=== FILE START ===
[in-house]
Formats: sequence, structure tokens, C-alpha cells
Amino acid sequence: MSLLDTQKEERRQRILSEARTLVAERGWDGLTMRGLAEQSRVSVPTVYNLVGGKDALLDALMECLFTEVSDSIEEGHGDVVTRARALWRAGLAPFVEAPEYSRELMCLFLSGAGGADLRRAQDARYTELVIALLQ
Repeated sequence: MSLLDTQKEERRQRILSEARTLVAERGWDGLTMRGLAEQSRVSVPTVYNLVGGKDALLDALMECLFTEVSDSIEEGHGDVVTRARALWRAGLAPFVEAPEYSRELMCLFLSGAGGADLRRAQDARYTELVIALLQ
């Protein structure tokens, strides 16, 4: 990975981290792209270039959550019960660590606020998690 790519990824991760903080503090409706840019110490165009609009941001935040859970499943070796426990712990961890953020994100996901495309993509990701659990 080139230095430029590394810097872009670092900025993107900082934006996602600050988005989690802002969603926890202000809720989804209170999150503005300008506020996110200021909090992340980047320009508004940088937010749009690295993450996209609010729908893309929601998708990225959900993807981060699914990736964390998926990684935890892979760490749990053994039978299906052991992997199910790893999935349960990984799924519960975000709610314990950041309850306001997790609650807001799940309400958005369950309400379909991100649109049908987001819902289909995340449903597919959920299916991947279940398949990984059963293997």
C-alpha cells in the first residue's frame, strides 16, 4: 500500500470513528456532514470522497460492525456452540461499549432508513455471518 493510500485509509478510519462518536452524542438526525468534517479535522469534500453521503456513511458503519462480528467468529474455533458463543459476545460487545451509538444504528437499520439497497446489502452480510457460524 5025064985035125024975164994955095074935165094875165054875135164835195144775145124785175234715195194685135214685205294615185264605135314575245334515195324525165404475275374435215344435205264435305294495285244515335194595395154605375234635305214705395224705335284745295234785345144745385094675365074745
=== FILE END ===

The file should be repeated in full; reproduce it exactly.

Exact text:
[in-house]
Formats: sequence, structure tokens, C-alpha cells
Amino acid sequence: MSLLDTQKEERRQRILSEARTLVAERGWDGLTMRGLAEQSRVSVPTVYNLVGGKDALLDALMECLFTEVSDSIEEGHGDVVTRARALWRAGLAPFVEAPEYSRELMCLFLSGAGGADLRRAQDARYTELVIALLQ
Repeated sequence: MSLLDTQKEERRQRILSEARTLVAERGWDGLTMRGLAEQSRVSVPTVYNLVGGKDALLDALMECLFTEVSDSIEEGHGDVVTRARALWRAGLAPFVEAPEYSRELMCLFLSGAGGADLRRAQDARYTELVIALLQ
């Protein structure tokens, strides 16, 4: 990975981290792209270039959550019960660590606020998690 790519990824991760903080503090409706840019110490165009609009941001935040859970499943070796426990712990961890953020994100996901495309993509990701659990 080139230095430029590394810097872009670092900025993107900082934006996602600050988005989690802002969603926890202000809720989804209170999150503005300008506020996110200021909090992340980047320009508004940088937010749009690295993450996209609010729908893309929601998708990225959900993807981060699914990736964390998926990684935890892979760490749990053994039978299906052991992997199910790893999935349960990984799924519960975000709610314990950041309850306001997790609650807001799940309400958005369950309400379909991100649109049908987001819902289909995340449903597919959920299916991947279940398949990984059963293997």
C-alpha cells in the first residue's frame, strides 16, 4: 500500500470513528456532514470522497460492525456452540461499549432508513455471518 493510500485509509478510519462518536452524542438526525468534517479535522469534500453521503456513511458503519462480528467468529474455533458463543459476545460487545451509538444504528437499520439497497446489502452480510457460524 5025064985035125024975164994955095074935165094875165054875135164835195144775145124785175234715195194685135214685205294615185264605135314575245334515195324525165404475275374435215344435205264435305294495285244515335194595395154605375234635305214705395224705335284745295234785345144745385094675365074745